Remember the "Doomsday Machine" from Doctor Strangelove? The Soviets built it in 1984: a device that would automatically launch missile strikes against the United States in the event of an attack on Russia. And it's still active, says Wired Magazine.
Wired Senior Editor Nicholas Thompson wrote an article for the magazine's latest issue about the Soviet defensive weapon, known as Perimeter, but also frequently referred to as The Dead Hand. Thompson, author of The Hawk and The Dove: Paul Nitze, George Kennan, and the History of the Cold War, the system used sensors around Russia to look for evidence of nuclear attack. But don't worry: it had several safeguards built in:
Perimeter ensures the ability to strike back, but it's no hair-trigger device. It was designed to lie semi-dormant until switched on by a high official in a crisis. Then it would begin monitoring a network of seismic, radiation, and air pressure sensors for signs of nuclear explosions. Before launching any retaliatory strike, the system had to check off four if/then propositions: If it was turned on, then it would try to determine that a nuclear weapon had hit Soviet soil. If it seemed that one had, the system would check to see if any communication links to the war room of the Soviet General Staff remained. If they did, and if some amount of time-likely ranging from 15 minutes to an hour-passed without further indications of attack, the machine would assume officials were still living who could order the counterattack and shut down. But if the line to the General Staff went dead, then Perimeter would infer that apocalypse had arrived. It would immediately transfer launch authority to whoever was manning the system at that moment deep inside a protected bunker-bypassing layers and layers of normal command authority. At that point, the ability to destroy the world would fall to whoever was on duty: maybe a high minister sent in during the crisis, maybe a 25-year-old junior officer fresh out of military academy. And if that person decided to press the button ... If/then. If/then. If/then. If/then.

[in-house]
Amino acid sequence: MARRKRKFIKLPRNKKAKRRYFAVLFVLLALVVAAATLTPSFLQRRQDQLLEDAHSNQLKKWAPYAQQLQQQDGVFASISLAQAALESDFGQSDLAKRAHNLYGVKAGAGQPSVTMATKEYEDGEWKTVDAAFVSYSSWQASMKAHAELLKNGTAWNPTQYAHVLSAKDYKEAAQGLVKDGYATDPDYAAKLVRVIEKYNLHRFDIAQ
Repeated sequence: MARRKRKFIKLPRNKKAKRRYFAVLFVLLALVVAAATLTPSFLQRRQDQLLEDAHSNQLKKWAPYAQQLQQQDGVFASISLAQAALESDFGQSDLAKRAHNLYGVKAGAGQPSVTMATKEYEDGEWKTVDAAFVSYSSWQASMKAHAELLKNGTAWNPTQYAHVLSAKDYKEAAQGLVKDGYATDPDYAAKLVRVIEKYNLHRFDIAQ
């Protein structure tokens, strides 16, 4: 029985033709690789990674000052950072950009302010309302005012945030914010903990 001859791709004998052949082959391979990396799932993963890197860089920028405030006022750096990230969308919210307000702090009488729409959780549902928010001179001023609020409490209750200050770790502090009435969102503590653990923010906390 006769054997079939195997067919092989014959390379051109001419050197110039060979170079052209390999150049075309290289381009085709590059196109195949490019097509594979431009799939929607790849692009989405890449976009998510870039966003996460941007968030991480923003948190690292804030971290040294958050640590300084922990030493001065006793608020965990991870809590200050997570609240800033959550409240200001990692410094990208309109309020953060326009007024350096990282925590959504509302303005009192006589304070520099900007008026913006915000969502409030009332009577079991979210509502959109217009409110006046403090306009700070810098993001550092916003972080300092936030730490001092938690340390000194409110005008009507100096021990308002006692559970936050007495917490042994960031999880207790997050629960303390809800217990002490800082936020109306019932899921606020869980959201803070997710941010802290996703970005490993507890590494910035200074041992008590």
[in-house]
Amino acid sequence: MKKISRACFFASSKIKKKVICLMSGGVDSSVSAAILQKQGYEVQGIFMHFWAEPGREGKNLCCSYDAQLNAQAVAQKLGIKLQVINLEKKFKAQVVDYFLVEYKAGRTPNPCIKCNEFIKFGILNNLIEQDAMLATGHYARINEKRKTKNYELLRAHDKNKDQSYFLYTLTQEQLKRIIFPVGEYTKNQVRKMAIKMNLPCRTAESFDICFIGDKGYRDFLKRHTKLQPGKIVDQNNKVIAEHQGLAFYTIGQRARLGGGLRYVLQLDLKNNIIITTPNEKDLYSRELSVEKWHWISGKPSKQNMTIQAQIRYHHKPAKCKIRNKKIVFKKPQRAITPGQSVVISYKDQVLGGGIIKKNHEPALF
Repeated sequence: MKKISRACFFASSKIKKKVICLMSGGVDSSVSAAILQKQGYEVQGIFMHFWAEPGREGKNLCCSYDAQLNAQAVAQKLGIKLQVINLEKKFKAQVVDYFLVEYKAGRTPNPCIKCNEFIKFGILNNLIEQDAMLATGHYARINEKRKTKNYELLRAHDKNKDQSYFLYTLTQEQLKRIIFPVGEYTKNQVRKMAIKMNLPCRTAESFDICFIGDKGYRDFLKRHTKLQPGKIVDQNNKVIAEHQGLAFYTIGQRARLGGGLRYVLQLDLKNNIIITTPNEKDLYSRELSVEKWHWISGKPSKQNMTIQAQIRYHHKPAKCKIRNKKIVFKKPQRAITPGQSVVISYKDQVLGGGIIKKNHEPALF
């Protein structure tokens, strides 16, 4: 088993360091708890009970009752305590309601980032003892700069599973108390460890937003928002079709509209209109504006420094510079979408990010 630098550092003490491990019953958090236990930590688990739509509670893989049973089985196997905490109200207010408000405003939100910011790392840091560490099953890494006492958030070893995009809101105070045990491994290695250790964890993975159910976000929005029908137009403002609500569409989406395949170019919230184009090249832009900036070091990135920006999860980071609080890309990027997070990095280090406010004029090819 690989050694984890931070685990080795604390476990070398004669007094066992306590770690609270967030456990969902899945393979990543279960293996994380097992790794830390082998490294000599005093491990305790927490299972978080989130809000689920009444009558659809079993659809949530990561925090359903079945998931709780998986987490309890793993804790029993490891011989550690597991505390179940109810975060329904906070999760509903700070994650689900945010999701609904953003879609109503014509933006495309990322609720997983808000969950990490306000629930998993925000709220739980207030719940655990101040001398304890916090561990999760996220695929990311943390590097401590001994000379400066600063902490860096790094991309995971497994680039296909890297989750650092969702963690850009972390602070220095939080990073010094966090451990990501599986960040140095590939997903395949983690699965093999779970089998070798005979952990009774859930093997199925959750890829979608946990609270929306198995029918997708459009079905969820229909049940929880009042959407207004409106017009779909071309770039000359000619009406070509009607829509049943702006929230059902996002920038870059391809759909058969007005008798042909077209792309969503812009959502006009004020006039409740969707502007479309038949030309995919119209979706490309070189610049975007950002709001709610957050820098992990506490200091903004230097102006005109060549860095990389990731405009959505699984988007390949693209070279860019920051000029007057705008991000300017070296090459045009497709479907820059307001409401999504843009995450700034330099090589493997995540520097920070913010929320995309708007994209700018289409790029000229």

Here's Thompson appearing on NPR to explain more about this hair-rising device:
The really interesting part is that Perimeter wasn't a deterrent — nobody in the U.S. government ever knew the Soviets had built the thing, and even Russia's own arms negotiators didn't know. Rather, it was intended to cool down hotheads in the Soviet military, by reassuring them that they could still strike back at the U.S. later, even if they personally died first. That way, they'd be less likely to order preemptive strikes.
And yes, the Dead Hand still exists, and it's continuously being upgraded. The only question is, if the system were activated and some happenstance (an earthquake, a glitch) were to convince it that a nuclear attack had happened, would whoever's in charge be level-headed enough to avoid pressing the final button?
The whole article, over at Wired, is well worth reading. [Wired]